• Yomiuri Editorial

Help medical care system to protect pregnant women, babies amid virus

This situation must not be repeated, in which pregnant women infected with the novel coronavirus cannot receive adequate treatment and their newborn babies die. It is important to prepare the medical care system to protect the lives of mothers and children.

Last month in Kashiwa, Chiba Prefecture, a pregnant woman in her 30s who was infected with the coronavirus gave birth prematurely at her home and her newborn baby died. She complained of abdominal pain and bleeding. It was reported that although a public health center and her family obstetrician looked for hospitals to accept her, she could not be hospitalized as nine medical institutions refused to admit her.

In Mie Prefecture, a pregnant woman in her 20s was refused an examination at an obstetrics and gynecology department because she had not undergone a PCR test after close contact with an infected person — her husband. Subsequently, she had a miscarriage.

Pregnant women are said to be at higher risk of becoming seriously ill or giving birth prematurely when they are infected with the coronavirus, especially during the later stages of pregnancy. It is important that when pregnant women are found to have been infected with the coronavirus, public health centers immediately contact their family obstetricians and gynecologists, and family doctors keep track of their condition.

In many cases at small obstetrics and gynecology clinics, the building structure may make it difficult to separate infected pregnant women from other pregnant women, so the staff are not able to directly examine infected pregnant women. Therefore, the Saitama Obstetrics and Gynecology Association has started online consultations for infected pregnant women.

In Kyoto Prefecture, obstetricians and gynecologists work with internists to visit the homes of infected pregnant women to provide medical examinations. They also borrow ambulances from university hospitals and give consultations to such patients while parked in their clinics’ lots. It is hoped that obstetricians and gynecologists around the country will use their wisdom to care for infected pregnant women.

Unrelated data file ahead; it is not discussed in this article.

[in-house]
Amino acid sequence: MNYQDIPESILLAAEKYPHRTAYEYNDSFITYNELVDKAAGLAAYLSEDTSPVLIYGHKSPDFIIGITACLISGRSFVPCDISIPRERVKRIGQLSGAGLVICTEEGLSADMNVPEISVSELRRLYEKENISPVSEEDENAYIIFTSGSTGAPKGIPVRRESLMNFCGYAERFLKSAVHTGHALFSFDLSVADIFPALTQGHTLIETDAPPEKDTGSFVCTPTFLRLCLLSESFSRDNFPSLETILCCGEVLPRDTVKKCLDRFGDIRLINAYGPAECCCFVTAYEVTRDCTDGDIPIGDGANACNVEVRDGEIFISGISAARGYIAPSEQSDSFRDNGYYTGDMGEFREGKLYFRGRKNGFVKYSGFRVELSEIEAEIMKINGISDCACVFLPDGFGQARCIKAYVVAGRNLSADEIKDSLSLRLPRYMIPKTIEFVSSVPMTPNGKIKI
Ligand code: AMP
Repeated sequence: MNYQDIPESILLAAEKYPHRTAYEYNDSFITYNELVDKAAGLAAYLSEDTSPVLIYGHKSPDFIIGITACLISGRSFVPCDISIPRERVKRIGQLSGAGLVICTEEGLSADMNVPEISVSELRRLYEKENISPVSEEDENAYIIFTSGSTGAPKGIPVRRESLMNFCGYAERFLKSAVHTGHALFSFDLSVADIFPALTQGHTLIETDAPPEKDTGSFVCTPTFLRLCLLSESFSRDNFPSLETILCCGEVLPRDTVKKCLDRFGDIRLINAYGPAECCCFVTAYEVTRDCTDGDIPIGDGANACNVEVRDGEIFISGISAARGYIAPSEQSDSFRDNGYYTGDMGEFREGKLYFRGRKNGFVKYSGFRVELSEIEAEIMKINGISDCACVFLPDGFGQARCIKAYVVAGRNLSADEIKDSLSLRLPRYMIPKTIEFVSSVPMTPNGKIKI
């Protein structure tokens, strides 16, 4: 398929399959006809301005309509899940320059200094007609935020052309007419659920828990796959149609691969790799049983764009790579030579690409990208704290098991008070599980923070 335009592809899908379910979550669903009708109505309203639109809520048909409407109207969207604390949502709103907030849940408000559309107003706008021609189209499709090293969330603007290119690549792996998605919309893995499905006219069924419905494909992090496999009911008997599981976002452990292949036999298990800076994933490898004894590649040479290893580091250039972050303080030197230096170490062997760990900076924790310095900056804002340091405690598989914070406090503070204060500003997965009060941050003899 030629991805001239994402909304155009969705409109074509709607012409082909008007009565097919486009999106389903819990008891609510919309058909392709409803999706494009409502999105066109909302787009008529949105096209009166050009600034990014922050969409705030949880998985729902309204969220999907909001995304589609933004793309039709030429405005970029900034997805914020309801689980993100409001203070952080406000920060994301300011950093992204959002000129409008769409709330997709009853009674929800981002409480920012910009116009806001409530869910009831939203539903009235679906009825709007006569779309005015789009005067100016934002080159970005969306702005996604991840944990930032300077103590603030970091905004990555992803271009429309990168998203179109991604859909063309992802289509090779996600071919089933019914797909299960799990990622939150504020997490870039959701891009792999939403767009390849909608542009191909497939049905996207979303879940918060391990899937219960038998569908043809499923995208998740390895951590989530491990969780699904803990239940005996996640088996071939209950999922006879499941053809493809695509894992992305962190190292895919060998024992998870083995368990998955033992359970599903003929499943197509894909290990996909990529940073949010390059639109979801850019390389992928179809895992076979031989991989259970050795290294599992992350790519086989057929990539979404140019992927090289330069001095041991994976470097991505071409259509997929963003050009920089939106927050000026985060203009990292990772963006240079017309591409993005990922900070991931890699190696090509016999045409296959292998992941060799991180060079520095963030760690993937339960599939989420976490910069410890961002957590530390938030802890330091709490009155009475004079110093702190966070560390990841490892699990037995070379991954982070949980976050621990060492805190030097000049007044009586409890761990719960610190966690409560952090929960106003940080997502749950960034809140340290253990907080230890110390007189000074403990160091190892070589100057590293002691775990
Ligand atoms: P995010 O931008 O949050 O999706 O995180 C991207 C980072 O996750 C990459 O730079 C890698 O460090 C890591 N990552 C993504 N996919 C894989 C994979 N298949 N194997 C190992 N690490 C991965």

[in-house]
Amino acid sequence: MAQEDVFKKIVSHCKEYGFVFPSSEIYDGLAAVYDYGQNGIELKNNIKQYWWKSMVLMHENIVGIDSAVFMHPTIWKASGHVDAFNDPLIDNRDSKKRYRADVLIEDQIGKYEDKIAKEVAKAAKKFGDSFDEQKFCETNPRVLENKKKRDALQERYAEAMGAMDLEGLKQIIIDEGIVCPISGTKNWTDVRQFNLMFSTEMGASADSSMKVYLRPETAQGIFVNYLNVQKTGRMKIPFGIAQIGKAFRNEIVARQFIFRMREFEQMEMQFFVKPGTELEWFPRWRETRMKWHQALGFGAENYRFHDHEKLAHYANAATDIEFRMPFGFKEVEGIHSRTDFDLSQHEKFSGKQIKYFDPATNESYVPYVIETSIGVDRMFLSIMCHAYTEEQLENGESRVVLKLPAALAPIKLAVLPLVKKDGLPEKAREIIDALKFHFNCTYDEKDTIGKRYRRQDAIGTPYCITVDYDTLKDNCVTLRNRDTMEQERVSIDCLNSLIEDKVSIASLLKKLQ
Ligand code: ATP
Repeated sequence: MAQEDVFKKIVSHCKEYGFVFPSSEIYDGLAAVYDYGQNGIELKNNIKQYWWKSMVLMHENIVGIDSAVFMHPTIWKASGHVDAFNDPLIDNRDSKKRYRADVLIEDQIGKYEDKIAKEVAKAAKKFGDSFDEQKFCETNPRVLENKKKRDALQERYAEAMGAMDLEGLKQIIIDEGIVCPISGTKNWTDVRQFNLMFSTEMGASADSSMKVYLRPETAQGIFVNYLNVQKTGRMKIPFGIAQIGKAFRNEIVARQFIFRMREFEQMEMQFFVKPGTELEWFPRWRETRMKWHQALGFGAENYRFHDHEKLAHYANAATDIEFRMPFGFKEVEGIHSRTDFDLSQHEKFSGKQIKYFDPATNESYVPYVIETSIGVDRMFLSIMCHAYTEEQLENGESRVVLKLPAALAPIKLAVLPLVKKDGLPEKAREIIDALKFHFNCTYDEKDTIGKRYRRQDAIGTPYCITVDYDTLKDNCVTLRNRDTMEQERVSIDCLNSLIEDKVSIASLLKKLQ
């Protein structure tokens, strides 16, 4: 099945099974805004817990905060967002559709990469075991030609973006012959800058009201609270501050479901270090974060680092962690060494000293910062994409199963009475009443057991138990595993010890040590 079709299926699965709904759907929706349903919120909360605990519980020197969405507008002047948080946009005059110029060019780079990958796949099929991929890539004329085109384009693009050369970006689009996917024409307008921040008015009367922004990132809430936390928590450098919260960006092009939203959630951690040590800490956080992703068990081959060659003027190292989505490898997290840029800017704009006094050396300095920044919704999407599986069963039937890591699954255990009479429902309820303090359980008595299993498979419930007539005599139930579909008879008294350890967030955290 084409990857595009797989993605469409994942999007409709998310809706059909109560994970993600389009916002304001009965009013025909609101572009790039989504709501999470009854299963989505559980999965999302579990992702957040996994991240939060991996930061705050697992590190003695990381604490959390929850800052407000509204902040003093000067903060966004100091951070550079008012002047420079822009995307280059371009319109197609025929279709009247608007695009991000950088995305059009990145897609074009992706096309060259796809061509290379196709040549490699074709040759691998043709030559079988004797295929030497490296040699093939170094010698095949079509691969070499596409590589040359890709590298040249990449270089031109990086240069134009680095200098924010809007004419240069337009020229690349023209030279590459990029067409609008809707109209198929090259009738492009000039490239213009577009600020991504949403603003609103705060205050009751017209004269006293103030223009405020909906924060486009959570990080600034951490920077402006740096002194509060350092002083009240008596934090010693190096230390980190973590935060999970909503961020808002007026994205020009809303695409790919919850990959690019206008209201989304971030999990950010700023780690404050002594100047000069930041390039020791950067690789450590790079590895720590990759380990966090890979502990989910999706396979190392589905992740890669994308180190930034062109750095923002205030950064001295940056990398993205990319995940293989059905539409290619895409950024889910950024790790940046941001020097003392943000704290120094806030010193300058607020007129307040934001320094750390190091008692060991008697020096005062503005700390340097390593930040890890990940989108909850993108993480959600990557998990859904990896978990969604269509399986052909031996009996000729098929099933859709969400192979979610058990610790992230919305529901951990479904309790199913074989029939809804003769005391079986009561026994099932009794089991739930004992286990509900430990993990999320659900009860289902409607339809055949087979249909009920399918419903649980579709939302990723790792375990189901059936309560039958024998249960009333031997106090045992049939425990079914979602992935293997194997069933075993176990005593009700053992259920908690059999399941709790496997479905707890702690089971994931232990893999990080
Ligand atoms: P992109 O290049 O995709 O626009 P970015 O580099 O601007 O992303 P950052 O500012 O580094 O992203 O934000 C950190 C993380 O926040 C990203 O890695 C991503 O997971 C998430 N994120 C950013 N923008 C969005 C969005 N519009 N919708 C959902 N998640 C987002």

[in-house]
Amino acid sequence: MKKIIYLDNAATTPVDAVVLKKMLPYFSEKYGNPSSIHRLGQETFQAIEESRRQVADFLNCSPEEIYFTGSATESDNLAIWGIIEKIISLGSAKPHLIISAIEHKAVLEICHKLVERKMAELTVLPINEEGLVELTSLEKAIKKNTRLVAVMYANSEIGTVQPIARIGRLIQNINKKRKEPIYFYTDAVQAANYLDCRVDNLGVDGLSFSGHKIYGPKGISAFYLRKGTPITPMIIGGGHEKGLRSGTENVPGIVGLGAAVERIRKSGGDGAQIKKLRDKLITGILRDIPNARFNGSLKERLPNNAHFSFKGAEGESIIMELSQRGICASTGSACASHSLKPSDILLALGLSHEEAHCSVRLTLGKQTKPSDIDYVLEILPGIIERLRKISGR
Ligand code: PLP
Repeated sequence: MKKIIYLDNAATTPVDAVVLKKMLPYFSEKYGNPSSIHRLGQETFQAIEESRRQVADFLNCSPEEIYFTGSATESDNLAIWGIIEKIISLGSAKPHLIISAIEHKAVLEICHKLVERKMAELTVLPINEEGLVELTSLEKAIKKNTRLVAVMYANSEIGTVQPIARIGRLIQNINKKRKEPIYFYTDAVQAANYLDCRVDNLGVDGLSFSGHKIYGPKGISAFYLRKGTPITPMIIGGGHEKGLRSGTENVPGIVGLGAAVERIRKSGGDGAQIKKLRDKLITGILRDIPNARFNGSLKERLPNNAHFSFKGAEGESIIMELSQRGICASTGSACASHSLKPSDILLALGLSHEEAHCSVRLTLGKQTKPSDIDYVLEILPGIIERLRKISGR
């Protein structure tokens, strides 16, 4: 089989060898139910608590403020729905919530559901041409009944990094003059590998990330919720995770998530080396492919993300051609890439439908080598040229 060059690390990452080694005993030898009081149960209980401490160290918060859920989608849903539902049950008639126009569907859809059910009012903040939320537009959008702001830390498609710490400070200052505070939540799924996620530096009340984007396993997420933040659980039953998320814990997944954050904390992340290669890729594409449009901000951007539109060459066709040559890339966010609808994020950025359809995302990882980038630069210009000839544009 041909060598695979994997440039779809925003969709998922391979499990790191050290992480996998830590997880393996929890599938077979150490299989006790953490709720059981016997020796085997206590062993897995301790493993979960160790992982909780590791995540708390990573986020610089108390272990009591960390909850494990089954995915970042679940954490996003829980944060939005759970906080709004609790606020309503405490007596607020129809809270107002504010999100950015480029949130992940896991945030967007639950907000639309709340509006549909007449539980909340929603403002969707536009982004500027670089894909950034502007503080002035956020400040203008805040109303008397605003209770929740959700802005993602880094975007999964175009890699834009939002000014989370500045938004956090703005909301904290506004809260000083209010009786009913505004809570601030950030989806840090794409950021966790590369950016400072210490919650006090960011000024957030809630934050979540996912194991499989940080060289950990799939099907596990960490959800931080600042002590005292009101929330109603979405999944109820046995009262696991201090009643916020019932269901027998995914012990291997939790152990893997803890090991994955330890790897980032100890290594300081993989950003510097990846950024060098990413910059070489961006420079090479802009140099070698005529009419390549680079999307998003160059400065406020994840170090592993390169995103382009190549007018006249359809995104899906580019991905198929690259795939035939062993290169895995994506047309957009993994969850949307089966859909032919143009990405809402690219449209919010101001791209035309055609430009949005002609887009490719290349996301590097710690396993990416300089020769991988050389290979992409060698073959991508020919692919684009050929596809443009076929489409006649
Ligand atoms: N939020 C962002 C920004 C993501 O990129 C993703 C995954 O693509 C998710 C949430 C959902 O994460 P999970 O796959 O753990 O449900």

The central government must make efforts to urgently expand and improve hospital bed capacity to deal with sudden changes, such as signs of premature birth, in addition to COVID-19 treatment. It is hoped that infected pregnant women can be hospitalized as soon as possible when their family doctors notice something unusual in their condition.

Each prefecture should arrange a wide-area medical transport system with neighboring municipalities in case they cannot find a medical institution to which infected pregnant women can be transferred. To do this, they need to understand the situations for accepting infected pregnant women at medical institutions in their own areas.

The U.S. Centers for Disease Control and Prevention (CDC) have analyzed data on about 2,500 pregnant women who have received a COVID-19 vaccine. As a result, the CDC changed its view on whether pregnant women should be vaccinated from leaving it to the judgment of individuals to recommending it, saying that the CDC did not find an increased risk of miscarriage.

In Japan as well, it is vital to make sure that pregnant women can get vaccinated. It is also important to facilitate vaccinations for family members living together in order to prevent pregnant women from being infected.

One survey says that the number of pregnant women suspected of suffering from depression amid the coronavirus pandemic is three times higher than the previous average number. People around pregnant women should pay attention to their anxiety and support their physical and mental health.

— The original Japanese article appeared in The Yomiuri Shimbun on Sept. 21, 2021.